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Bimini: An Island in the Stream

What is it about translucent ocean water that so stirs the soul? Do we have some evolutionary memory of a time as sea creatures? Or is freediving as close as we will get to flying? Whatever the reason, come the middle of winter I begin to dream of the long delirious blue, and this year we came to Bimini, the haunt of people from Ernest Hemingway, Martin Luther King, Adam Clayton Powell, and, ahem, Gary Hart, not to mention Prohibition-era rum runners and latter-day drug smugglers:

Bimini Beachscape1.jpg

The Gulf Stream shoots through the 50-mile-wide gap between Miami and Bimini’s two small islands (reaching over 5 mph at times), and in waters that everyone here describes as “magical,” marine life big and small is abundant. We swam several milles offshore with wild dolphins and learned to spearfish (only with a Hawaiian sling, guns of all types being banned in the Bahamas). The locals make a living off of tourism: hotels and small restaurants and various home businesses that cook meals to order or prepare cookies and cakes in their private kitchens (Charlie’s makes great cheesecake, and we had made-from-scratch Key lime and coconut cream pies from Nate’s).

Thumbnail image for Hemingway Blue Marlin.jpgErnest Hemingway spent many months in 1935-37 on Bimini. He came with his boat, Pilar, and he fished for tuna, swordfish and marlin. An encounter with an enormous marlin is said to have inspired The Old Man and the Sea. He wrote part of To Have and To Have Not in the still-extant Marlin House (right), and his time here inspired Islands in the Stream. Hemingway would rent Marlin House, or he would stay at the Compleat Angler Hotel; the hotel and his other haunts — a long list of bars — have all since been destroyed by fire or hurricane.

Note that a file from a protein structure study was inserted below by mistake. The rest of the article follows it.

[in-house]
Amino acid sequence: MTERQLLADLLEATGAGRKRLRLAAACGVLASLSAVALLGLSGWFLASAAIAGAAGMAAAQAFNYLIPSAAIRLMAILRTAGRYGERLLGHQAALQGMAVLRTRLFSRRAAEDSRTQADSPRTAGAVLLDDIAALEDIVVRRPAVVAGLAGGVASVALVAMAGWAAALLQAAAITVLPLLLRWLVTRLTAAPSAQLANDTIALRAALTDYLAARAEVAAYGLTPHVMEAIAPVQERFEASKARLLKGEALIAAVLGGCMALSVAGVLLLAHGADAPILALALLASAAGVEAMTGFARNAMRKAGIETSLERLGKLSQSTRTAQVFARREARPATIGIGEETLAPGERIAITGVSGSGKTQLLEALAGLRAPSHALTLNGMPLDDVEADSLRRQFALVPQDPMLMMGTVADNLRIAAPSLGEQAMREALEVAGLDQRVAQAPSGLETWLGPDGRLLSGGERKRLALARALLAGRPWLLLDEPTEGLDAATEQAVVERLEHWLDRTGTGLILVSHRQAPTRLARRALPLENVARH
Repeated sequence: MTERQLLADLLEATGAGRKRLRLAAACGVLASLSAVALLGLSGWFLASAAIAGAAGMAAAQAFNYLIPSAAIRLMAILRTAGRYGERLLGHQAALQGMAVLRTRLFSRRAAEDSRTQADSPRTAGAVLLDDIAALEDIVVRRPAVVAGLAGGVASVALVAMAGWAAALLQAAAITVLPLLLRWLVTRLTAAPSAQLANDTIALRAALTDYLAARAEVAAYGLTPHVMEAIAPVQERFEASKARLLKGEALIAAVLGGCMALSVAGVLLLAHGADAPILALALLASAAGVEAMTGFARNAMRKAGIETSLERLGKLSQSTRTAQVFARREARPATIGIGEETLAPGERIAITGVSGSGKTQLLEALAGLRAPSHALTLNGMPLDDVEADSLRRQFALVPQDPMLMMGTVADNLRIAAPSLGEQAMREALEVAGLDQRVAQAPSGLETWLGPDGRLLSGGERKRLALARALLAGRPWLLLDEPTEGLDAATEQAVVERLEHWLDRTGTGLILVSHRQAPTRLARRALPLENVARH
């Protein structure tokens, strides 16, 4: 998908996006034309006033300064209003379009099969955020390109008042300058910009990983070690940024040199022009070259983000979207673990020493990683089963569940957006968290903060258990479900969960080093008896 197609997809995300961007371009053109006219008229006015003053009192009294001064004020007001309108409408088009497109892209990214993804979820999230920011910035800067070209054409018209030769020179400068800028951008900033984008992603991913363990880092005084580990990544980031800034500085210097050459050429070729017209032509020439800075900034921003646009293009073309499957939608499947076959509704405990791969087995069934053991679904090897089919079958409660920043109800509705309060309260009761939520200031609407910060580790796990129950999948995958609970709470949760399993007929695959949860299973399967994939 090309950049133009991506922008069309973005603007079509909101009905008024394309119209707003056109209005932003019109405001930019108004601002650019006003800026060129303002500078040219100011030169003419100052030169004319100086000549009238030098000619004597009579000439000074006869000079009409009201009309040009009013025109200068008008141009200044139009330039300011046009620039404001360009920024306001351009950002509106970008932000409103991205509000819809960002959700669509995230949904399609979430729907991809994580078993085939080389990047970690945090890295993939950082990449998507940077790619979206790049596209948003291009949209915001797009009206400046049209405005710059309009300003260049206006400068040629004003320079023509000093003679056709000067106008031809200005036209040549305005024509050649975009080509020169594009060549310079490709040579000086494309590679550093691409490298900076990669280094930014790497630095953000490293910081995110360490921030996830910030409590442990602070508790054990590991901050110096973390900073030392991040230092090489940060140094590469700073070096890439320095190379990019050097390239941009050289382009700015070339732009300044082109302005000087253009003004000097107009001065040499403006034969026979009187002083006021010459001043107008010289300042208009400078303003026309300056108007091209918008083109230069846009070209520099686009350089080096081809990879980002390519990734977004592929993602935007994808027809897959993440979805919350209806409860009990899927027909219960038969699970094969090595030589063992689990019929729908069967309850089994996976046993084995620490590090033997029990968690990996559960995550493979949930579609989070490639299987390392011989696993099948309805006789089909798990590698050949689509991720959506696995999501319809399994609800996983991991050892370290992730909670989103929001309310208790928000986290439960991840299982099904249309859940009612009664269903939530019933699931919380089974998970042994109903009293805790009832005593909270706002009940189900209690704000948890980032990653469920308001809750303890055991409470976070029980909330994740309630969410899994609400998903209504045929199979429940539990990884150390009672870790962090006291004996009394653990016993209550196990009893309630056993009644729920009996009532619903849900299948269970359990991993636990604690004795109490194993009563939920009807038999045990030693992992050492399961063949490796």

Bimini Conch.jpgBimini styles itself as not only the Bahamas’ but the world’s conch capital, and from orations reminiscent of Bubba in Forrest Gump, we have learned to list the mollusk’s different preparations: cracked conch, scorched conch, conch salad, conch burger, conch chowder, conch fritters, steamed conch, fried conch, stewed conch, smoked conch, conch soup, and so on. Each conch shack on the beach has a semi-submeged cage full of pretty shells with live conchs in them. When you place an order, the chef repairs to the beach and selects a few, whacks a small opening on the top of each shell with a jeweler’s hammer, uses a long knife to detach the conch from its point of attachment to the shell, then winkles out the critter. After slicing to remove the inedible bits, and then various types of dicing (depending on the preparation), you end up eating raw conch flesh within five or so minutes of the creature’s demise. Quite delicious.

Addendum: Biminian speech contains several creative euphemisms: “summer crab” is the term for lobster taken out of season (fishing for spiny lobster is forbidden in April, May, June and July); and “square grouper” is most the desirable catch of all: a large bale of plastic-wrapped marijuana, probably thrown overboard from an under-duress smuggler’s boat, that has washed up on shore.

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